New Jersey fruit farmers can't truly predict a bountiful crop until mid-May. On their calendars, that's when the threat of a disastrous freeze goes out the window and they can finally stop biting their nails.

Dino Flammia, Townsquare Media NJ

It was a nerve-wrecking winter — one that included the warmest February on record in New Jersey — at Melick's Town Farm in Oldwick, where their peach trees were getting tricked into thinking it was the peak of spring.

"The trees advanced a little further than they should have for this time of year," co-owner Peter Melick said.

But, despite a return to actual winter weather in March, including a major storm, the farm's trees are approaching April practically unscathed.

"As of now, we're still in pretty good shape," Melick said.

According to Hemant Gohil, an agricultural agent with Rutgers' Cooperative Extension of Gloucester County, most varieties of yet-to-bloom fruits in the Garden State will likely not be negatively affected by the wild swings in weather experienced over the past few weeks, even though the springlike February weather pushed bud development along sooner than usual.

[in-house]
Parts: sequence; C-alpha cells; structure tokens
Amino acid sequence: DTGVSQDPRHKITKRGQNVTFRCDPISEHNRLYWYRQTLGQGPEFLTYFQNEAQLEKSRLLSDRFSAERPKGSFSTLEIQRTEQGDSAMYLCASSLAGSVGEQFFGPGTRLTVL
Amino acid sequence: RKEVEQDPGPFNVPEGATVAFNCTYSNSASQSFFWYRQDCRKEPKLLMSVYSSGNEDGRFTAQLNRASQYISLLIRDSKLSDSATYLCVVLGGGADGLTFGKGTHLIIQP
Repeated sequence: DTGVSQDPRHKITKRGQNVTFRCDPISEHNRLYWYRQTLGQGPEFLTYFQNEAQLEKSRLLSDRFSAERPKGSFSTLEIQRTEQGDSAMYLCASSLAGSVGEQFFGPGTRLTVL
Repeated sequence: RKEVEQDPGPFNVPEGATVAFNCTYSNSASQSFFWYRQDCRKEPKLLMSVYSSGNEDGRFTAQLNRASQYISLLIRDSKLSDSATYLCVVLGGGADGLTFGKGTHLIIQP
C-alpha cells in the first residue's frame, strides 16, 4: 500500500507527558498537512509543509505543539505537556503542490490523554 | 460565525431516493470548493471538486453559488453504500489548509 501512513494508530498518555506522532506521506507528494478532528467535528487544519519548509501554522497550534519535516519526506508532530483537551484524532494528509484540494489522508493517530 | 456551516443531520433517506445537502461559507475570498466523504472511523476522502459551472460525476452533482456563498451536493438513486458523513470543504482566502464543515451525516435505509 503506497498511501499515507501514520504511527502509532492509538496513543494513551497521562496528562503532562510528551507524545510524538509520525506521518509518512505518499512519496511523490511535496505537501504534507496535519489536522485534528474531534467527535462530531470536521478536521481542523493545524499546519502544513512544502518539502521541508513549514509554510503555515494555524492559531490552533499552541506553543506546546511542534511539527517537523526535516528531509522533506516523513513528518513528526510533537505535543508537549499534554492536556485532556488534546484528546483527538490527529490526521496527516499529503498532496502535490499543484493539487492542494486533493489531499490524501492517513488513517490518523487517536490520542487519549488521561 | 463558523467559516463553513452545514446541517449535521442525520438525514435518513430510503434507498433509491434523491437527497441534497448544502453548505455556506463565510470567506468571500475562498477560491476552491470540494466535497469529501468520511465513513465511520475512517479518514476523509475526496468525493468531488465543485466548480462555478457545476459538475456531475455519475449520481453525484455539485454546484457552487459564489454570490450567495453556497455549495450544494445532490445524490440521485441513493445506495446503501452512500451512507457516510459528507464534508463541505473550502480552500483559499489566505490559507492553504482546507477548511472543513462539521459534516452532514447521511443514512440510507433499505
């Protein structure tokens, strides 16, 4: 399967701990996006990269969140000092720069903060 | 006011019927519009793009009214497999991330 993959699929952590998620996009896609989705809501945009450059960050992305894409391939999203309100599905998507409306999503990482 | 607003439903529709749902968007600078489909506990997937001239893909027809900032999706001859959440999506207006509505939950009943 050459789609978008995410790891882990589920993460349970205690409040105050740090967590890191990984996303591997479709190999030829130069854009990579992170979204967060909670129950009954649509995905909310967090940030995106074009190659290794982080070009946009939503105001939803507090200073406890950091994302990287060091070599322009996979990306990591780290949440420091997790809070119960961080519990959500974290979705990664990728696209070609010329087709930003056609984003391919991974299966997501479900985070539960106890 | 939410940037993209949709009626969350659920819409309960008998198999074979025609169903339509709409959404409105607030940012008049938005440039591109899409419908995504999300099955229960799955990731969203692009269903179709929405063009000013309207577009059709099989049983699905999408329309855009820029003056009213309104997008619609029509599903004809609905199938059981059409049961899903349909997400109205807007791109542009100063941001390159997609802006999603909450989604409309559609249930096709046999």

Experts and farmers will have a better idea, he said, when the routine bloom begins in April. Crop damage of 10 to 20 percent is considered normal, even with a standard winter-spring weather pattern.

At Krowicki's Farm Market in New Egypt, manager Christina Krowicki knows their fields are "not out of the woods" for another several weeks. She remembers a May 5 frost years ago that destroyed 75 percent of the farm's crops.

"What you think is a bumper crop ... could be killed in a matter of an eight-hour period," Krowicki said. "As of now, we're still okay. That does not mean that we will not get another frost before Mothers' Day."

A late freeze in 2016 reduced Krowicki's crop of nectarines by about 90 percent, along with one variety of peaches.

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